Monday, May 20, 2019

Domingo's 151st role accompanies zarzuela's great appeal in a passionately presented El Gato Montés ("The Wildcat") at L.A. Opera

The drama in Spanish composer and librettist Manuel Penella’s El Gato Montés ("The Wildcat") is intense and on the edge. Around the adrenaline-charged atmosphere of the bullfight, two hot-blooded males spin out of control like tornados around a beautiful young village girl in a love-triangle at boiling point. On the surface, it has much of the flavour of French composer Georges Bizet’s popular opera Carmen. Penella’s work which premiered in Madrid in 1916, however, is noticeably more sentimental and the music, while passionate, stirring and whirls from highlight to highlight, occasionally makes abrupt and awkward transitions that affect the dramatic flow.

Anton Chacón-Cruz as Rafael (centre) in L.A. Opera's El Gato Montés
Nonetheless, it’s a thrilling piece of music drama - seasoned with little light comic touches - that blends romance, local culture and religion with the sweeping rhythms, lyrical warmth and melodic charms that makes zarzuela what it is. Kudos to L.A. Opera for bringing director Jorge Torres’ El Gato Montés in a production from today’s epicentre of the art form, Teatro della Zarzuela in Madrid.

Of course, that has much to do with Artistic Director Plácido Domingo in the driver’s seat and he makes a strong case for its cause. It’s not the first time L.A. Opera have staged Penella’s work either. Back in 1994 it was presented for the first time in L.A. with Domingo, 35 years younger, singing the tenor role of Rafael Ruiz, the young, possessive and blinkered bullfighter. On this occasion, Anton Chacón-Cruz took to the bullfighting spotlight with ease, giving Rafael showiness and showmanship with a stellar radiant tenor to match.

In the meantime, as the fugitive and outlaw Juanillo, the "Wild Cat", the 78 year-old Domingo added his 151st role to an extraordinary career. Once again, Domingo commanded the stage with a performance that demonstrated age’s limitless possibility. At this penultimate performance, with no sign of tiring, tenor-turned baritone Domingo soared through his music with a blasting entrance as Juanillo interrupts the town festivities that celebrate Rafael’s promotion to matador at a recent Madrid bullfight. From there, Domingo unleashed in convincing voice and fine acting just how determined Juanillo could be in wanting to stand in Rafael’s way for the girl they love, Soleá. In Domingo, whose warm and molten baritone was propelled with utter ease, the bravado shone from an emotionally scarred character who, in the opera’s backstory, had defended Soleá and killed a man.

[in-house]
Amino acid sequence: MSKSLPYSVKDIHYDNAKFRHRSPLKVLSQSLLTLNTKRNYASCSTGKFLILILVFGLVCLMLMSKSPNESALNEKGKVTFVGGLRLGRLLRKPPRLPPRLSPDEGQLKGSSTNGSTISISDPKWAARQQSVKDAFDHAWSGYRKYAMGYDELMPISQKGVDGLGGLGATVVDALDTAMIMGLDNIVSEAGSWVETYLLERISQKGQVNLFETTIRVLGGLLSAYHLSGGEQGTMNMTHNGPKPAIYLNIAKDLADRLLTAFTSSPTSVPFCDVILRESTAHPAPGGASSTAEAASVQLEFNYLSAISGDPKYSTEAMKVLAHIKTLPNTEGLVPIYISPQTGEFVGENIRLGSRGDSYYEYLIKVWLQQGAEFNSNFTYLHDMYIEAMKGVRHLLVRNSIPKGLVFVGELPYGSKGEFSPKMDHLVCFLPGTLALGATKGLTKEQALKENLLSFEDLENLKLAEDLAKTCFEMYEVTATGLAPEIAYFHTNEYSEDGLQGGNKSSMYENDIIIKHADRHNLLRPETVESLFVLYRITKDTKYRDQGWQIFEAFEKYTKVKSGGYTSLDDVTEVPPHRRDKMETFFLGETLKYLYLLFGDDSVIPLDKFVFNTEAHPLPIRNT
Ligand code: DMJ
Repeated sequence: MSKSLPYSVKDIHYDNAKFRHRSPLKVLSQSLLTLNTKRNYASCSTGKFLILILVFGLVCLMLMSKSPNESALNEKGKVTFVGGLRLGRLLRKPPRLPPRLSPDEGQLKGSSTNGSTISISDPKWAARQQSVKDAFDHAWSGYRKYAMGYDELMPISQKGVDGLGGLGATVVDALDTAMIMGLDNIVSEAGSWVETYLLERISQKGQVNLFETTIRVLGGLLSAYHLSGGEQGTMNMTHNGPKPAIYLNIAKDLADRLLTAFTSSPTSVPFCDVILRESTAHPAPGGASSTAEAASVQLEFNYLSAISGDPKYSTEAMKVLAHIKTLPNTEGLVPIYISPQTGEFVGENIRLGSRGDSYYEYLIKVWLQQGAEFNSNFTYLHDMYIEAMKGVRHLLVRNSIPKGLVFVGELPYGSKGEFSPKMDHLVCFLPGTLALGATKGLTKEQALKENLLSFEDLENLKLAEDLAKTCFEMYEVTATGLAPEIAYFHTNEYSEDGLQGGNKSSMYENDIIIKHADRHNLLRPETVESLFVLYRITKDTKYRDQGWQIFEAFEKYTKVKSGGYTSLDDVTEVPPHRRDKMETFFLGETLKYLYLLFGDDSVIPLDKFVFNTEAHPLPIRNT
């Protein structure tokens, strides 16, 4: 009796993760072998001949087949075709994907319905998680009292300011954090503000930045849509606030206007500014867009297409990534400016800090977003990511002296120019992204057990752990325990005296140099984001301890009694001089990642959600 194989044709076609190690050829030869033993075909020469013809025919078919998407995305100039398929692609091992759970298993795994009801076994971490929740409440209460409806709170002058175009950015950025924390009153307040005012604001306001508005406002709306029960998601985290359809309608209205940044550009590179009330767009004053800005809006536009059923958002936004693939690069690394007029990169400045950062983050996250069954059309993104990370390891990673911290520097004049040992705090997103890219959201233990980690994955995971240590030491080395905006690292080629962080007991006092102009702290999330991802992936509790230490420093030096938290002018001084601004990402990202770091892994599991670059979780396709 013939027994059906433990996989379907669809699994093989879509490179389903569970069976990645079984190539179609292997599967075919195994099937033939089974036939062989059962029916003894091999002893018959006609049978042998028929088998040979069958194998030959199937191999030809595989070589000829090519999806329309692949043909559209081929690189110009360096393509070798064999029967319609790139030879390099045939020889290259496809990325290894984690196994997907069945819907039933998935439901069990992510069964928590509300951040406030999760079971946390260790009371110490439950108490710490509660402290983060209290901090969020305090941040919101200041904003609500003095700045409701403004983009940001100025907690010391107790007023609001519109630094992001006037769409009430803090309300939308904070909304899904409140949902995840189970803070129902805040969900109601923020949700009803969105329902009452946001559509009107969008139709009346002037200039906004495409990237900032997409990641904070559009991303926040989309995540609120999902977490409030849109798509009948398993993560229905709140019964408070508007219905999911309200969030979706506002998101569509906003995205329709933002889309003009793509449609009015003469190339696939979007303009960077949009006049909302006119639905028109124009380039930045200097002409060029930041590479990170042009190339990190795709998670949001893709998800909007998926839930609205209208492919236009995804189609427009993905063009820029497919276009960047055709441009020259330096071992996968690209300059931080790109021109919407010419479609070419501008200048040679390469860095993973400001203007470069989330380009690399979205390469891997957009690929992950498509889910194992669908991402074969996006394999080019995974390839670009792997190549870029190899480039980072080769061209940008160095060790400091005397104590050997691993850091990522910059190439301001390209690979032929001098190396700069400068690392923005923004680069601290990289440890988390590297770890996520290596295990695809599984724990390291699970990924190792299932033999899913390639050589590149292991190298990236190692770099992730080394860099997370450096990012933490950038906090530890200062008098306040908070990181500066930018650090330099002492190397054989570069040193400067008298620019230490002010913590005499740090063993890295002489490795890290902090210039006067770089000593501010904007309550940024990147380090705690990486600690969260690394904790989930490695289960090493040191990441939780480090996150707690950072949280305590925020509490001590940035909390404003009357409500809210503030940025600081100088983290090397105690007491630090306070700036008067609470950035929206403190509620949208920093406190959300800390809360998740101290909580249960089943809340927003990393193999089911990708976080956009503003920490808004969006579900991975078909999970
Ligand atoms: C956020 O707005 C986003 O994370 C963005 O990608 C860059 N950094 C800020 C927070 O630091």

Anton Chacón-Cruz as Rafael, Ana María Martínez as Soleá
and Plácido Domingo as Juanillo
Chacón-Cruz’s Rafael stood his ground, providing the combative tension between the two and of a man who puts his faith in God. In prayer, as he prepares for a bullfight in Seville that seemingly no victory will guarantee his life while Juanillo is around, the lofty high notes rang brilliantly and the passionate rendering of Rafael’s heart for his Soleá blazed to dangerous levels.

Set to marry one but in love with the other, Puerto Rican soprano Ana María Martínez depicted young village beauty Soleá with strength and stature. It’s not easy accepting why Soleá acts as she does. Her raisin d’être often feels like leftovers from the emphasis placed on Juanillo and Rafael’s singular desire to have her. But Martínez used her captivating style to great affect, her lush and vivid sound as decorated and resplendent as the flamenco dresses that enliven festivities. Notably, in duet with Chacón-Cruz and Domingo, Martínez demonstrated her ability to blend expression and sensuality with affecting results that tempered the testosterone around her tugged-at Soleá.

The supporting cast also rose to the occasion in splendid form. Big gravelly bass Rubén Amoretti’s vocal flexibility and assured performance coloured village priest Padre Anton with communal leadership and animated good humour. Mezzo-soprano Nancy Fabiola Herrera floated impressive dark hues as the Fortune Teller who reads the impending tragedy on Rafael’s palm and E. Scott Levin solidly and faithfully supported Rafael as his friend and picador Hormigón.

Plácido Domingo as Juanillo and Ana María Martínez as Soleá
Spanish conductor Jordi Bernàcer provided the heat and zest to hurtle the drama forward with the L.A. Opera Orchestra playing an unblemished performance in the pit. Dotted in the drama, the choreography of Cristina Hoyos and Jesús Ortega added exhilarating and forceful step to proceedings courtesy of 16 well-synchronised dancers, filling out the stage with the unified voice of the L.A. Opera Chorus of peasants. Fortunately, Torres’ clear and thoughtful direction carefully allowed drama not to be overridden by spectacle.

Clever too was stage and lighting designer Francisco Leal’s evocative and economical creation that relied on little more than a rock-hewn breadth of steps, spare projections and a few props, including a magnificent oversized elaborate mirror that hangs in Act 2 to signify the status bestowed on the matador. Elsewhere, darkness seeped into the distance to give weight to the brooding nature of events.

In bringing zarzuela to the L.A. Opera audience, Domingo shows how El Gato Montés is much more than a novelty. That said, as a repertoire title the case doesn’t stack up but what does excite is the thought that thousands of other Spanish zarzuela lie in wait for newfound discovery.

El Gato Montés ("The Wildcat")
L.A. Opera
Dorothy Chandler Pavilion, L.A. Music Centre
Until 19th May, 2019

Production Photos: Cory Weaver

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